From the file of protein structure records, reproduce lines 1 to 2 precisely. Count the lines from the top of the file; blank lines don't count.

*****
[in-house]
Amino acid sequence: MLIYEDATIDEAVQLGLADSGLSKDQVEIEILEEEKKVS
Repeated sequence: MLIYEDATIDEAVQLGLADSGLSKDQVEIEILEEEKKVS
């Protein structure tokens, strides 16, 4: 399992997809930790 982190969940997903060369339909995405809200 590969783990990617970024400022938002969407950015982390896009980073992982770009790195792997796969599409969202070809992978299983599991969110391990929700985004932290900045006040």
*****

[in-house]
Amino acid sequence: MLIYEDATIDEAVQLGLADSGLSKDQVEIEILEEEKKVS